I do think that the apartment business will do better than the overall economy for the two reasons I mentioned at the beginning. First, the demographics are quite good; and second, the competitive appeal of owned housing has been reduced by the excitement in the last two years. So I think we will do better than the economy, but I think the economy is quite unpredictable.

Michael Salinsky – RBC Capital Markets

Fair enough. Thanks guys.

Terry Considine

Thanks Michael.

Operator

Our next question is from Andrew McCulloch of Green Street Advisors. Please go ahead.

Andrew McCulloch – Green Street Advisors

Hi, good afternoon, guys. Ernie, a quick question; can you just breakdown the components of other income this quarter and then also give us a sense of where you expect that to total out for the year? I apologize if I’ve missed this.

Ernie Freedman

No. What happened with other income was one-time items that we have with some legal settlements. So net you have running through there approximately $10 million worth of items that had to do with two legal settlements. Net of tax for us though – though it came in about [inaudible] I talked about. And the remainder portion of that, it is running through our tax benefit line.

That’s really the big variance where our typical run rate is on other income. Typical run rate on other income is usually a loss anywhere between $1 million and $3 million depending on the activity in the quarter. If you take that out, we kind of land in where we would normally expect to land with other income.

Andrew McCulloch – Green Street Advisors

Total for the year.

Ernie Freedman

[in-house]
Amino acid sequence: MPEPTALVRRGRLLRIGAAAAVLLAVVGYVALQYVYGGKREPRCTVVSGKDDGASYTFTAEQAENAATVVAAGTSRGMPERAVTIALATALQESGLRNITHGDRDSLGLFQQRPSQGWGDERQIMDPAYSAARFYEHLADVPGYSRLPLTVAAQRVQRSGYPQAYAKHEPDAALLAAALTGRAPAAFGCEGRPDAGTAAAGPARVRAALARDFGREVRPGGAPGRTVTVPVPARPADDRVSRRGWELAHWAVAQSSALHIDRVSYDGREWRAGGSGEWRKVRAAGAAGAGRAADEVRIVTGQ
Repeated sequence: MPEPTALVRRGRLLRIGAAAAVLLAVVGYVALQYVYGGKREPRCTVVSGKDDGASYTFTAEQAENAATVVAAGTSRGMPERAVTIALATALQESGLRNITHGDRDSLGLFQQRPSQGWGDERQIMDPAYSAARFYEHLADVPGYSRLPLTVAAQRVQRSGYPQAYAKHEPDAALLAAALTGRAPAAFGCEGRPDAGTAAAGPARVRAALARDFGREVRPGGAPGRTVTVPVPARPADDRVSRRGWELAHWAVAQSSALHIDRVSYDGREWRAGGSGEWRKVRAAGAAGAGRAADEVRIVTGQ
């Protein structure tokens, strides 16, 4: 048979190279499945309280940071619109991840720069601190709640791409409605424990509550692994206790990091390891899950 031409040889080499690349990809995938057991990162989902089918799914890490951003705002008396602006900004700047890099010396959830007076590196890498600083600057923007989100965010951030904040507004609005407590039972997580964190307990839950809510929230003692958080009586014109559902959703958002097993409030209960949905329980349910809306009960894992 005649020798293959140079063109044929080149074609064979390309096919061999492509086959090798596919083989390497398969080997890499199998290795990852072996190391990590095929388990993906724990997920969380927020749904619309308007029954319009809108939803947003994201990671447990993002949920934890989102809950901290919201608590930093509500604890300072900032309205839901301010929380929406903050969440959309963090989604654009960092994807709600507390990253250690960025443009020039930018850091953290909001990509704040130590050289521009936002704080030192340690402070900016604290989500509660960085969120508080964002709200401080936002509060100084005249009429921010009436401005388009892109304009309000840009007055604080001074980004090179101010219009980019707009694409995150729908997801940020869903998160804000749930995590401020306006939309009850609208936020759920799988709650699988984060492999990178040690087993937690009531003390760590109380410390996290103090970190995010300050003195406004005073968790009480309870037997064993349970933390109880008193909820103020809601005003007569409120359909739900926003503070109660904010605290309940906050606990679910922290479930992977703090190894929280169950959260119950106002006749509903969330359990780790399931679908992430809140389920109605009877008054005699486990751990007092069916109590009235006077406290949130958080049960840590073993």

Total for the year, and I’m not going to give specific numbers for this for the third and fourth quarter. I’ll just say that typically runs somewhere between $1 million and $3 million above loss and other expenses.

Andrew McCulloch – Green Street Advisors

Okay, thanks. And then the second question, any updates on Lincoln place?

Miles Cortez

Andrew, it’s Miles Cortez. Yes, I think you probably know that we finalized a settlement with the City late May, the City Council approved it in the early June. The court approved all the settlements and we’ve started the process of site plan review and environmental assessment in hopes of getting it mitigated by the end of the year.

Andrew McCulloch – Green Street Advisors

You any closer on dialing into what you think you’re going to spend per unit on that project?

Miles Cortez

No, not yet.

Andrew McCulloch – Green Street Advisors

Okay, great, thanks guys.

Terry Considine

Okay Andy.

Operator

Our next question comes from the Dustin Pizzo of UBS. Please go ahead.

Ross Nussbaum – UBS

Hi, it’s Ross Nussbaum here with Dustin. Can you specifically address what the six sense of litigation settlements were related to?

Terry Considine

Let me ask Lisa Cohn to address that, our General Counsel.

Lisa Cohn

Sure. There were two items. One was related to an insurance company’s duty to defend AIMCO in our historic insurance litigation cases, which you may remember from about a decade ago. That matter bumped along. And after a favorable appellate court ruling we were able to settle that one.

The other matter involves recovery from various engineers and contractors who were responsible for construction work at a property in Cincinnati, Ohio, which property suffered from damage as a result of a landslide.